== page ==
Early June 2017

“Turn up the fucking music” he screamed. “My heart feels like an alligator!”

“Volume! Clarity! Bass! We must have bass!”

from Fear and Loathing in Las Vegas by Hunter S. Thompson

Music is important, especially on an absurdly long and open-ended road trip. Every journey needs a soundtrack. It is necessary to set the proper mood. It also necessary to have something playing that will keep the driver from dozing off, making an involuntary lane change, and crossing the rumble strip.

Karin and I were initially shocked to find out that our new Toyota Corolla had no CD player. Once again we had been blindsided by new technology. We had plenty of music. Unfortunately, it was all stored in a Fred Flintstone format. What would we listen to while driving through the hinterlands? Would we be forced to tune in to some redneck radio station that only played goat-roping music? Things looked bleak for the upcoming trip.

Stefan came to our rescue. He and Karin bought an iPod, and then Stefan showed us how to download our CDs on to this magical device. Hours later, we had 1553 songs on the iPod. Just enough to make through four weeks of white line fever.

We started the trip by programming the music selection on “shuffle”, which meant that the sound system would randomly pick a song from the extensive and diverse pool of tunes that we had downloaded. This proved to be too eclectic.  It is too hard for a person to go from listening to the ethereal voices of Anonymous 4 singing in Latin to hearing the lead singer of AC/DC scream, “Have a drink on me!”  It’s just too disorienting. Eventually, a problem developed with the interface between the iPod and the car stereo, and we were forced to listen to one album at a time. That was probably for the best.

Sometimes the music selection matched well with the terrain. We listened to the polkas of Frankie Yankovic as we drove through Ohio south of Cleveland. We heard Johnny Cash as we burned through Memphis. The Indigo Girls sang their lesbian folk songs through the arid wastes of west Texas on I-10. K.D. Lang belted out torch and twang in eastern Oregon. The baritone voice of Krishna Das chanted in Sanskrit while we crossed the endless plains of South Dakota. The deep-fried southern voice of Nanci Griffith crooned “Gulf Coast Highway” as we drove through a small town near Austin. The Reverend Willingham cried out to us near Nashville: “Can I have an Amen!?” Amen, Brother.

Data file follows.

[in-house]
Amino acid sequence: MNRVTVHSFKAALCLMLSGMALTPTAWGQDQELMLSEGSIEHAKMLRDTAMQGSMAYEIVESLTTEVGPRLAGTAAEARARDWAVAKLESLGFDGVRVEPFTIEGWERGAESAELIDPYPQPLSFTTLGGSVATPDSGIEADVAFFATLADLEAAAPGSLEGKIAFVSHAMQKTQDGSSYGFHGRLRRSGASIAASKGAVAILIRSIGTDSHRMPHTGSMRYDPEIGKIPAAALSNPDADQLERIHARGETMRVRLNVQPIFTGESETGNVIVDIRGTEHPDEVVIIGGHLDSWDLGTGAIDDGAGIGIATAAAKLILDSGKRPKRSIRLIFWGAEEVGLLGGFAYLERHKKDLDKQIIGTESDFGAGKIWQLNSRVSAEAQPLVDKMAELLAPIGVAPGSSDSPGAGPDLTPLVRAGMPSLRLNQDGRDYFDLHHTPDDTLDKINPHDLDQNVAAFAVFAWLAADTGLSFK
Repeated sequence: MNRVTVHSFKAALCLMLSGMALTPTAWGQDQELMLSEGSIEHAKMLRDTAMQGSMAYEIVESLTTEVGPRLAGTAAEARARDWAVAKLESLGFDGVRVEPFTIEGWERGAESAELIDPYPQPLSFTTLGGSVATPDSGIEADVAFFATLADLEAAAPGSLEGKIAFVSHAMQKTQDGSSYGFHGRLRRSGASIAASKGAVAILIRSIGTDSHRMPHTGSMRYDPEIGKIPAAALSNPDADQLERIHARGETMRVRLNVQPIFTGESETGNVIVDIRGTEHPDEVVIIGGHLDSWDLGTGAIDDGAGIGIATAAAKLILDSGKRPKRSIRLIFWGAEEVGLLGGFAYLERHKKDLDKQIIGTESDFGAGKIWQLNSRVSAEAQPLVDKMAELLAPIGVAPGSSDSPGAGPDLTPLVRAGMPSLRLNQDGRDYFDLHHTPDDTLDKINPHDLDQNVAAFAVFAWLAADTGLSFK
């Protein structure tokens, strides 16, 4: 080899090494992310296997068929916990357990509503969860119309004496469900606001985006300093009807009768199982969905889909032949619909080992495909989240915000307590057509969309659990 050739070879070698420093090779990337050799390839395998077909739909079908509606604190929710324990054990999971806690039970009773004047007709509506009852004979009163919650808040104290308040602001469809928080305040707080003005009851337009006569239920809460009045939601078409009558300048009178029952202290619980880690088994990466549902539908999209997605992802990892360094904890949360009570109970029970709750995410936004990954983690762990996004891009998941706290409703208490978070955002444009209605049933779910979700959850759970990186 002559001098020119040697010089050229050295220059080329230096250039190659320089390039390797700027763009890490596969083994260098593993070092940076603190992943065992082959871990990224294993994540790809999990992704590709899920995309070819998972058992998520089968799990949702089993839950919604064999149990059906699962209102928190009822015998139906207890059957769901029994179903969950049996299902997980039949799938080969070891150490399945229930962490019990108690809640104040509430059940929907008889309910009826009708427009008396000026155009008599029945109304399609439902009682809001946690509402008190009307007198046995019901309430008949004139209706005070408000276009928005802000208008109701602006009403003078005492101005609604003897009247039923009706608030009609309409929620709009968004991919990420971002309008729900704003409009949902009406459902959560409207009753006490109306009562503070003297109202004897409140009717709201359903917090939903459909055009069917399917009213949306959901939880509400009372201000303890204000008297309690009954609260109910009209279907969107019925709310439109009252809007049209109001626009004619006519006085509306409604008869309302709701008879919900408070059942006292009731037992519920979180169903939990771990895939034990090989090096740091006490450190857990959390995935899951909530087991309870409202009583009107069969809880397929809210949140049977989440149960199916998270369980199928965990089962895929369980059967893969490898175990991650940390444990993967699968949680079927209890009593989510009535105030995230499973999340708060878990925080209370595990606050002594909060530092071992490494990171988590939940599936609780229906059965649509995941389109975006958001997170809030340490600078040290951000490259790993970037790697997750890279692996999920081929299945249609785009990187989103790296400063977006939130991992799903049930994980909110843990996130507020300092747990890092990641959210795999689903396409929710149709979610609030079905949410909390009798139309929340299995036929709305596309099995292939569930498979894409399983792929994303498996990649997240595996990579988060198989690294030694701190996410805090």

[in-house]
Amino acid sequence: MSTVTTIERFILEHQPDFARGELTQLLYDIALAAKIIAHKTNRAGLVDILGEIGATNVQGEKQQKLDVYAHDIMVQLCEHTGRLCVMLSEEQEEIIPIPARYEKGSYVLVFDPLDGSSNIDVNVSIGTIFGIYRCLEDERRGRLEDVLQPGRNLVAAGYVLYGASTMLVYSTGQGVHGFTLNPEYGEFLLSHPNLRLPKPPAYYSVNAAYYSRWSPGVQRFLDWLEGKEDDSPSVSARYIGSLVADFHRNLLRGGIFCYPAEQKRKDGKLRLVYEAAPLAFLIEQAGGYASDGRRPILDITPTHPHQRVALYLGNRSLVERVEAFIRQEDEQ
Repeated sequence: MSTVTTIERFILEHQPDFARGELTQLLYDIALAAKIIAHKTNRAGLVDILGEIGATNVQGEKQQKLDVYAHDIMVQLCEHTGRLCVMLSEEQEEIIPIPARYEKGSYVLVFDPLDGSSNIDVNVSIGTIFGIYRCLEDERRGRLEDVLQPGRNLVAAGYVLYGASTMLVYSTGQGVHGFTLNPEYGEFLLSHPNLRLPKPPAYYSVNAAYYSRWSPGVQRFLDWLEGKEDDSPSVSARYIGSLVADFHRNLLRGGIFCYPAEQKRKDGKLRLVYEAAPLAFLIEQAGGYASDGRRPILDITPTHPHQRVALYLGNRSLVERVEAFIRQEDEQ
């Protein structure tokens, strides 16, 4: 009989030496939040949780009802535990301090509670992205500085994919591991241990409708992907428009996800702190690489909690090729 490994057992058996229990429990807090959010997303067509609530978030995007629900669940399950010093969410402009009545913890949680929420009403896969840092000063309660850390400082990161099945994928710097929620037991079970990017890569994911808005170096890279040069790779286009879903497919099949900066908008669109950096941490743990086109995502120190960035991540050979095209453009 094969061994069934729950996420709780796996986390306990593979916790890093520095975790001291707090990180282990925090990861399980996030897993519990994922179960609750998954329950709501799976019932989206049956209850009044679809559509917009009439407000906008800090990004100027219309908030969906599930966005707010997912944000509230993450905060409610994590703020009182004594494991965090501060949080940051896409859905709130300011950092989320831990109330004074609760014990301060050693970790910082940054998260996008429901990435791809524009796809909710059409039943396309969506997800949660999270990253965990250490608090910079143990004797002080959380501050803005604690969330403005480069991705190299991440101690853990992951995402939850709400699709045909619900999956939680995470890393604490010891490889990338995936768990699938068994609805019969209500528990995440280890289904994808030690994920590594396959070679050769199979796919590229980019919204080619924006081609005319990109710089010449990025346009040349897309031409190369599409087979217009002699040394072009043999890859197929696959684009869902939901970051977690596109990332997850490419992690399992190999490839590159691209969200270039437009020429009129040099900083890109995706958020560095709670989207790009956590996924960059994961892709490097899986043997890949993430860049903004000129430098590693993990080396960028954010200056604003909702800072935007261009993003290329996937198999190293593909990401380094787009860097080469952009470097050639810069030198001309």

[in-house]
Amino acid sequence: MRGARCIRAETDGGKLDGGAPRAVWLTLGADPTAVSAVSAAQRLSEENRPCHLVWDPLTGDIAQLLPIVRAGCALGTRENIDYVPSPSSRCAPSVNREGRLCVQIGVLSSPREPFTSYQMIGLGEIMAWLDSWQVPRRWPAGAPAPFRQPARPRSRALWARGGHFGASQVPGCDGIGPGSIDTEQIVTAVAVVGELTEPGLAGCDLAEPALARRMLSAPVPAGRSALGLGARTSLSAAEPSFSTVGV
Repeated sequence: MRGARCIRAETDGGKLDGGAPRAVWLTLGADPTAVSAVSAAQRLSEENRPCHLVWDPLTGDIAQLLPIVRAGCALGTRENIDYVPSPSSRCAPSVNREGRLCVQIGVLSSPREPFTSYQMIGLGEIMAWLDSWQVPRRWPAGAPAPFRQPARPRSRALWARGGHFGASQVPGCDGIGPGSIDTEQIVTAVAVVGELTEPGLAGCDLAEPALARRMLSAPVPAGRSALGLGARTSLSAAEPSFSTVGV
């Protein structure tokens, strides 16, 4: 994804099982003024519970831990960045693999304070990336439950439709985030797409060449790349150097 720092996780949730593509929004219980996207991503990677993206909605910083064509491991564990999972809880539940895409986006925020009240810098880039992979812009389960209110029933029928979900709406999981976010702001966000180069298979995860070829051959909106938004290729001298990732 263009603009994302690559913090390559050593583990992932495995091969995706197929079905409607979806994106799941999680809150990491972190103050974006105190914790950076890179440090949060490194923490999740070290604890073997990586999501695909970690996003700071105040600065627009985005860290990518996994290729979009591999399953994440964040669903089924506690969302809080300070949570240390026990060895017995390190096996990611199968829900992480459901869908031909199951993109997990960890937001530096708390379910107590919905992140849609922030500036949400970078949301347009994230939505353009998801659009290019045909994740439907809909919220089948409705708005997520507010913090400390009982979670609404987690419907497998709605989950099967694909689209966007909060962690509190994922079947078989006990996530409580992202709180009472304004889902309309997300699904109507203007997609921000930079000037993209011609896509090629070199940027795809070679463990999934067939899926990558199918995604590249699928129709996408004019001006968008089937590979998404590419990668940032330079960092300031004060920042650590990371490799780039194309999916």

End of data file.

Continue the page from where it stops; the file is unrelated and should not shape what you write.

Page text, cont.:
Sometimes the music choices were a little iffy, but they somehow seemed to fit. There is nothing like listening to Shirley Manson of Garbage roar “I’m Only Happy when it Rains” while driving along I-40 in Arkansas. It also felt good to hear James Brown wailing “Like a Sex Machine!” as we cruised through El Paso. The dark and intelligent lyrics of Timbuk3 kept me going while navigating the golden hills of California. The Yiddish dreams of the Klezmatics sounded fine while rolling over the blue hills of Kentucky. We enjoyed the divine weirdness of Dead Can Dance in New Mexico. I only regret that we did not record the B-52’s for the ride through Idaho (underground like a wild potato). Oh yeah…

Occasionally, Karin and I felt obliged to sing along with the music. We knew the German lyrics to “Muss I Denn” and “Zogen einst fuenf wilde Schwaene” from Zupfgeigenhansel. We remembered a few Beatles songs. It was almost impossible not to sing along with the chants of Krishna Das. It was also nearly impossible not to accelerate. Oddly enough, the liner notes on the Krishna Das CD cover attempt to absolve the musicians from causing a driver to use excessive speed on the highway. Listening to The Clash play “Brand New Cadillac” is likewise hazardous.

My best musical memory from the trip is of roaring through Wyoming and yelling out song lyrics, while Seal and Jeff Beck played their full-throttle version of Dylan’s “Like a Rolling Stone”.

“So, how does it feel?”


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